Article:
Consignment Sales for Writers

Before I get into this topic, I’d like to announce that I have an interview up at Rachael Horsma’s blog The Writing Side of Me. Rachael is the author of the YA fantasy novel Soul Seed, and she’s starting a series of author interviews and spotlights. Thanks, Rachael, for having me as a guest!

I started looking into consignment sales when, like most authors with self-published books, I was scratching my head about how to get my work into the hands of readers. I happened across this article, which discusses consignment sales: having a bookstore carry your books for a share of the sales price. While the article does give some useful general information, it mostly consists of statements from bookstores, all of which are out of state for me and tend to handle local authors only. So I had to do some more research, and I thought I’d share what I found for other indie authors who might be interested.

Few independent bookstores that I found discuss consignment sales openly on their websites, so you may have to make direct contact: email, call, or visit in person. One bookstore I contacted pointed me to an application form that details the consignment process; another only gave me basic information by email. Both said they would have to look at copies of the books before they would agree to carry them, which is understandable since print-on-demand books can be of varying quality.

A 60/40 split seems to be typical: the author gets 60% of the purchase price when the bookstore sells a copy. Which brings me to the first concern: costs. You as the author will have to buy your own copies and provide them to the bookstore. Depending on how you’ve priced your books, the author copies can cost around 33% of the cover price. Then you have to pay shipping, which is cheaper per copy the more that you order, but because there are tax implications for keeping stock on hand, you may not want to order more copies than you can sell. (If the bookstore you’ve contacted isn’t in driving distance, you’ll also have to pay shipping costs to them, unless you can arrange to have your printer ship directly to the bookstore.) When I calculated these costs for my books, I found I’d make about $1-$2 for each book sold, depending on how the shipping costs break down per copy.

Another thing to consider: some bookstores may charge an administrative fee to handle consignments, $25 in one case. That means I’d have to sell at least 13-25 copies before I start making money. Those would be some pretty strong sales at a single bookstore, for any book that doesn’t have a celebrity’s name on it.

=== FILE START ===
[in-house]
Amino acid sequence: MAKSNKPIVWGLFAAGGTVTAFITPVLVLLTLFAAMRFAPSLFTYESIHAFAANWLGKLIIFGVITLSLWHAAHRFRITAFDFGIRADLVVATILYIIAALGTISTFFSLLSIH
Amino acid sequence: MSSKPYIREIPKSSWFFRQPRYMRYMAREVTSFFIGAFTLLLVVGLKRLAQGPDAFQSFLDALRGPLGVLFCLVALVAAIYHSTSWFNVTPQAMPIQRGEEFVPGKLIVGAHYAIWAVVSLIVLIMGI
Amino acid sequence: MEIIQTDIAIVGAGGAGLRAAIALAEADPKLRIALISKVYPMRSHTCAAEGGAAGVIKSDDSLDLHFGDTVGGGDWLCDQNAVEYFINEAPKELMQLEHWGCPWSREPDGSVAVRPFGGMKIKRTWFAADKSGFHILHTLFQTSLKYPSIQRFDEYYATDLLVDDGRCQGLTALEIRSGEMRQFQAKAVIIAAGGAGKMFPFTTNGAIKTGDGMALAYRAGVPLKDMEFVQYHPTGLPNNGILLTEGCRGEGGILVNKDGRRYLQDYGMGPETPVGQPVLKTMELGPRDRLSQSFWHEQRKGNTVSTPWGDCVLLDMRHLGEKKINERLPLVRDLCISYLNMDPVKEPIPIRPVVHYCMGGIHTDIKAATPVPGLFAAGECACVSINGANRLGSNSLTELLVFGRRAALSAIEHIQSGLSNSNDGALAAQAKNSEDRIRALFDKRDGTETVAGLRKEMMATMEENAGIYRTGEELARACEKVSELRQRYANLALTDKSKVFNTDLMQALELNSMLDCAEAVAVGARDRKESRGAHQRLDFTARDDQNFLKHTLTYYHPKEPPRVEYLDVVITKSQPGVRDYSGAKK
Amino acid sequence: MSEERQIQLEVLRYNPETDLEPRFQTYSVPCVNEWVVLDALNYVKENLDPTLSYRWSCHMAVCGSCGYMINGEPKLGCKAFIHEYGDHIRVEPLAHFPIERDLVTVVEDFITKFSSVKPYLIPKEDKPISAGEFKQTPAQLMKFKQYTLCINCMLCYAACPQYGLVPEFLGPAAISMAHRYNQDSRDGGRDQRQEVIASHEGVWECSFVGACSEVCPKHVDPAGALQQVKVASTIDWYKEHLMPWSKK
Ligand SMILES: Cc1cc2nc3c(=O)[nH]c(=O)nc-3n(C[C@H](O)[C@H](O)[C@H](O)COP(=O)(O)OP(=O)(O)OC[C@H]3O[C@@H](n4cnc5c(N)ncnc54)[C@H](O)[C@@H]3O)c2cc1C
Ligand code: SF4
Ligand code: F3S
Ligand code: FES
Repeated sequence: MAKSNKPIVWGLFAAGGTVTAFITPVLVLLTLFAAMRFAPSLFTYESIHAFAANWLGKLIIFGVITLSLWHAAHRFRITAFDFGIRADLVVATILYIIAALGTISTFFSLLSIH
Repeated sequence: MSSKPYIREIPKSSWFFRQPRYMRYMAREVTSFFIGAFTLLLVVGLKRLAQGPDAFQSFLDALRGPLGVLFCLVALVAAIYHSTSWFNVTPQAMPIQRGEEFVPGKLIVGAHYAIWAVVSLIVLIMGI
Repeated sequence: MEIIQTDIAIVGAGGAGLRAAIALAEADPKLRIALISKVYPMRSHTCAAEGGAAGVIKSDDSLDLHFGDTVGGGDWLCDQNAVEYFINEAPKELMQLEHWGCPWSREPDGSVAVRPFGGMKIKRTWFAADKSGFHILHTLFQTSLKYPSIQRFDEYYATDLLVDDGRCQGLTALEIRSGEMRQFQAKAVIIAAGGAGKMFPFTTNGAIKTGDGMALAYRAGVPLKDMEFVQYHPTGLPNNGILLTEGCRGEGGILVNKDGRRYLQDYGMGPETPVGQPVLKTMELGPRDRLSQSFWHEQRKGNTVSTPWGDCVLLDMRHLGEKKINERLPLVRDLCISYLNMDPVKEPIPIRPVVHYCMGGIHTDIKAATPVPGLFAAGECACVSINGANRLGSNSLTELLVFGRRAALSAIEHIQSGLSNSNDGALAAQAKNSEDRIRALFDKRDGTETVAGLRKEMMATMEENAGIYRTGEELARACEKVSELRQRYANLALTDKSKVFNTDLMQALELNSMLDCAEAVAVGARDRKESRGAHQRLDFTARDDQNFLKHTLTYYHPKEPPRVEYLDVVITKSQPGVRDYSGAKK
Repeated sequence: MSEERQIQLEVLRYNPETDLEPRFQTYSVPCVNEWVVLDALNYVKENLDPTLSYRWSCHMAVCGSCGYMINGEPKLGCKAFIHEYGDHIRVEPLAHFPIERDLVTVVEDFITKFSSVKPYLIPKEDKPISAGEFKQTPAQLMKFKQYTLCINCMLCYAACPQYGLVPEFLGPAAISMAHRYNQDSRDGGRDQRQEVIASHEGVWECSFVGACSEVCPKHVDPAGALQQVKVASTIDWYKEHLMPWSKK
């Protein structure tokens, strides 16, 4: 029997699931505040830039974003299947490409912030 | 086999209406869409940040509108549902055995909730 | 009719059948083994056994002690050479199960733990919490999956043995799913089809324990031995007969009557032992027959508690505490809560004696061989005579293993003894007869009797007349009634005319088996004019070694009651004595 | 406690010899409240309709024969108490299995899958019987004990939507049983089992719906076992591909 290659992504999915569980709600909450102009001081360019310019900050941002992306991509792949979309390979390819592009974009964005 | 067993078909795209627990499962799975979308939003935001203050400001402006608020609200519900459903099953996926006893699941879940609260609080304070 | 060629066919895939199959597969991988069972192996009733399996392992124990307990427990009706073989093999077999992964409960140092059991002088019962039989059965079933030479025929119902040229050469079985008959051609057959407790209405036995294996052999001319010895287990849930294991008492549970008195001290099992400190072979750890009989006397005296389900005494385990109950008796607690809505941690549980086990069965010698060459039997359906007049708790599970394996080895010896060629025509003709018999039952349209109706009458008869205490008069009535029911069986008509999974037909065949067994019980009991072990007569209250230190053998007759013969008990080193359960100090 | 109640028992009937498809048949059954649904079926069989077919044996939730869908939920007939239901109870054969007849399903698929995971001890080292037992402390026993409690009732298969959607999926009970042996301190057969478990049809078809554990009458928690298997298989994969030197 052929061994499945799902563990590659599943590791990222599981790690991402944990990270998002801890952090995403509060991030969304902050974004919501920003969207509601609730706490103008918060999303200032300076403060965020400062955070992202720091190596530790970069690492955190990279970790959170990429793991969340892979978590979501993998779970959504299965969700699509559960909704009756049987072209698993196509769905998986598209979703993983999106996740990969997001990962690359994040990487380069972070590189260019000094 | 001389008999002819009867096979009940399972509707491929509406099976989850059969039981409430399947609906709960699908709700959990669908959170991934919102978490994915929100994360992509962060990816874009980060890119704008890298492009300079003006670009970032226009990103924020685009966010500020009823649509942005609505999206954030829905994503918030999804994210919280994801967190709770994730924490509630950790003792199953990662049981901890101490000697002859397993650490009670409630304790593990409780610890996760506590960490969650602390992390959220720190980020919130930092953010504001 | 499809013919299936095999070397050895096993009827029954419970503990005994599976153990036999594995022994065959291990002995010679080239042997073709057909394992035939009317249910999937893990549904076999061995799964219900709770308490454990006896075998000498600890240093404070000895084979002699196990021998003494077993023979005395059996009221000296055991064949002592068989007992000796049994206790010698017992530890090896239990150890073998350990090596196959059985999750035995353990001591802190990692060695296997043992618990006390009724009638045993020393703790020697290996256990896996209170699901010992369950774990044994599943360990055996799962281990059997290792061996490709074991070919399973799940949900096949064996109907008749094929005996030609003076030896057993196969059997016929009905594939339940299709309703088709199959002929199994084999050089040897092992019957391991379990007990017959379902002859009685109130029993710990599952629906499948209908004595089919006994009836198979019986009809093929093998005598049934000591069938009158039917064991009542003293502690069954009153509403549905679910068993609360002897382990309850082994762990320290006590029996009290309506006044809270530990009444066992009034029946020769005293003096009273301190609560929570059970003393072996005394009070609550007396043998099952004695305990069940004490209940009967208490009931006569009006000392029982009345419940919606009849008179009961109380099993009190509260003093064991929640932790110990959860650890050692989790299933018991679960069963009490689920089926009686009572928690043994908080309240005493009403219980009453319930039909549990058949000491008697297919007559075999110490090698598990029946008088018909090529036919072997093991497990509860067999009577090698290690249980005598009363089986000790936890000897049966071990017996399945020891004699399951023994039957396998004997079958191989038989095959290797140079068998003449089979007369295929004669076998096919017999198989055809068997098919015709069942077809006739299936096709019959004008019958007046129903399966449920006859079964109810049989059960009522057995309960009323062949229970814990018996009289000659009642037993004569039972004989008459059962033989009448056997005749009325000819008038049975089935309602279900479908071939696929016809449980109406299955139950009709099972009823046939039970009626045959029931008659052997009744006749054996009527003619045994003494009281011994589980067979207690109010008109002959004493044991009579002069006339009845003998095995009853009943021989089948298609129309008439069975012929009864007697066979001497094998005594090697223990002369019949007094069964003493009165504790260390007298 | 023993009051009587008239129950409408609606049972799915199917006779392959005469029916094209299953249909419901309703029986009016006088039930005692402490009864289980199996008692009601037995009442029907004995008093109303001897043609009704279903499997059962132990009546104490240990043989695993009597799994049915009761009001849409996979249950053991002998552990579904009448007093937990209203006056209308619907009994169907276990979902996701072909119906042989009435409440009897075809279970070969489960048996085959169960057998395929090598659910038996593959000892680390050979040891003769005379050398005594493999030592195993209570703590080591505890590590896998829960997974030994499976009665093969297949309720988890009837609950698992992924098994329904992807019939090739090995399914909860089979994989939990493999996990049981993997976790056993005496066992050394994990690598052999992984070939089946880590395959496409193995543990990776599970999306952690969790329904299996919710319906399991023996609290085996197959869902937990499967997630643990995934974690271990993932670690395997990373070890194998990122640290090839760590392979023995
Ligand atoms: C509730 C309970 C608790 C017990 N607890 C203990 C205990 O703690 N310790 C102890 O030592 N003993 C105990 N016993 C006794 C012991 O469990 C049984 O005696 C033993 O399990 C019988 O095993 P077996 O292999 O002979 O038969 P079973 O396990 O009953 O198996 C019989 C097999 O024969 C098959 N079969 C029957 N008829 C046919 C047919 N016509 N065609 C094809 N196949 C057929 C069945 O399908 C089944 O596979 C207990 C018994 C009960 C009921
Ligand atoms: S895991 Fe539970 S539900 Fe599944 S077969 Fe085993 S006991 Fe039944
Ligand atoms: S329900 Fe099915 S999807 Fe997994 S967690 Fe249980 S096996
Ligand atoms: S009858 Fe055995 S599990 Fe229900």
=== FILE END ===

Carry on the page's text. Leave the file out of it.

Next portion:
But money might not be the only motivator. Getting your name in front of people is a big challenge, especially in the heavily saturated fiction market. Some indie bookstores place their local & independent author display prominently in the front of the store, and this can be a big help. Some bookstores may offer speaking and signing opportunities, such as those discussed in the article linked above. (I have not yet determined whether the stores I contacted do, and I also haven’t tried contacting Barnes & Noble, which is also discussed in the article.) Keep in mind, though, that just because you build it doesn’t mean they’ll come. When I browsed the bookstore where I found that indie author display, customers weren’t spending much time in front of it. And I’ve done several bookstore signings, back when I had shiny new books out from a New York publisher, where I answered the question “Where’s the restroom?” far more often than I signed any books.

If money and exposure aren’t strong motivators, the sense of building a community and supporting a local business might be. In an age where the media is constantly heralding the death of the book and big corporations are buying up and declaring bankruptcy on all sorts of businesses, it can be deeply satisfying to get involved with an independent bookstore. Many indie shoppers are passionate about these stores, and store owners can be powerful proponents of their local and independent artists. If you already have a relationship with an indie store, getting your book on their shelves regardless of the profits may seem like a no-brainer.

I haven’t actually decided what I’m going to do yet. While I love to see indie bookstores thrive, I am not actually a big book buyer and I haven’t built one of those strong relationships with any bookstore. (This may seem strange for a writer, but since my day job is as a librarian, the fascination with books doesn’t tend to linger after I get home.) I also write in kind of a niche: atypical fantasy set in a quasi-historical background, but not the popular Medieval-style setting. It lacks all the features of epic fantasy, so fantasy fans often don’t know what to do with it, and history buffs tend not to like fantasy at all. So I doubt that I can pull in a large crowd of book buyers. I will definitely keep my eyes open, though. Maybe just the right situation will present itself, the right promotional opportunity, and an extra $25 pay that admin fee.